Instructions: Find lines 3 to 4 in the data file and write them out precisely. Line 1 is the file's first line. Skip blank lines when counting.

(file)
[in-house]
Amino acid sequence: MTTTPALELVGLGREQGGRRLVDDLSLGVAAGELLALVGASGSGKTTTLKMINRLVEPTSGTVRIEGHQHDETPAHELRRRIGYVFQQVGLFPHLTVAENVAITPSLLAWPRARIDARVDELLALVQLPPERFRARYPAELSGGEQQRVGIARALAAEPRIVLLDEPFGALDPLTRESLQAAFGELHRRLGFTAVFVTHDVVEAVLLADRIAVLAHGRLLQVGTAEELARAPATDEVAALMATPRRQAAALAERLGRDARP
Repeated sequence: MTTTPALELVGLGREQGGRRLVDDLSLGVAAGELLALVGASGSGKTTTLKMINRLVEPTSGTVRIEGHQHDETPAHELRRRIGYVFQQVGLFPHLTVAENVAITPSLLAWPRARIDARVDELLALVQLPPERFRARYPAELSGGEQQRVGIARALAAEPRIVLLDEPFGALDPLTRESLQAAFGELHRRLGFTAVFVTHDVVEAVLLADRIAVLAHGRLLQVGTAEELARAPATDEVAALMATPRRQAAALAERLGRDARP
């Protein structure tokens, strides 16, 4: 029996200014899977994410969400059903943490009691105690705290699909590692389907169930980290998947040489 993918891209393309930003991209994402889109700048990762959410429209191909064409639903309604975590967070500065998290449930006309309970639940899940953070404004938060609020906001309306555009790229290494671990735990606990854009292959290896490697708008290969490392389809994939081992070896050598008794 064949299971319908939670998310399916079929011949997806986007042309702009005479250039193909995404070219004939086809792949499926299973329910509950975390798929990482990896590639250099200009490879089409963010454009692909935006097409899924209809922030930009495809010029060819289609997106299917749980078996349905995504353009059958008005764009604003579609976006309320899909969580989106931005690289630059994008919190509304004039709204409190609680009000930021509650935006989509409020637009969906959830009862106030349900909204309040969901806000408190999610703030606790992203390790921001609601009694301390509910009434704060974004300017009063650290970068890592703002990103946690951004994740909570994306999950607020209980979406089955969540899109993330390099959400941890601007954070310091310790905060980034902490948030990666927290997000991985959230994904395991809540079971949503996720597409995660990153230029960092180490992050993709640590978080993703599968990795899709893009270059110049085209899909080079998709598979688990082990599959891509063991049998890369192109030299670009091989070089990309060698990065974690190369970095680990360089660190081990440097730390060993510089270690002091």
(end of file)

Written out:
Repeated sequence: MTTTPALELVGLGREQGGRRLVDDLSLGVAAGELLALVGASGSGKTTTLKMINRLVEPTSGTVRIEGHQHDETPAHELRRRIGYVFQQVGLFPHLTVAENVAITPSLLAWPRARIDARVDELLALVQLPPERFRARYPAELSGGEQQRVGIARALAAEPRIVLLDEPFGALDPLTRESLQAAFGELHRRLGFTAVFVTHDVVEAVLLADRIAVLAHGRLLQVGTAEELARAPATDEVAALMATPRRQAAALAERLGRDARP
């Protein structure tokens, strides 16, 4: 029996200014899977994410969400059903943490009691105690705290699909590692389907169930980290998947040489 993918891209393309930003991209994402889109700048990762959410429209191909064409639903309604975590967070500065998290449930006309309970639940899940953070404004938060609020906001309306555009790229290494671990735990606990854009292959290896490697708008290969490392389809994939081992070896050598008794 064949299971319908939670998310399916079929011949997806986007042309702009005479250039193909995404070219004939086809792949499926299973329910509950975390798929990482990896590639250099200009490879089409963010454009692909935006097409899924209809922030930009495809010029060819289609997106299917749980078996349905995504353009059958008005764009604003579609976006309320899909969580989106931005690289630059994008919190509304004039709204409190609680009000930021509650935006989509409020637009969906959830009862106030349900909204309040969901806000408190999610703030606790992203390790921001609601009694301390509910009434704060974004300017009063650290970068890592703002990103946690951004994740909570994306999950607020209980979406089955969540899109993330390099959400941890601007954070310091310790905060980034902490948030990666927290997000991985959230994904395991809540079971949503996720597409995660990153230029960092180490992050993709640590978080993703599968990795899709893009270059110049085209899909080079998709598979688990082990599959891509063991049998890369192109030299670009091989070089990309060698990065974690190369970095680990360089660190081990440097730390060993510089270690002091």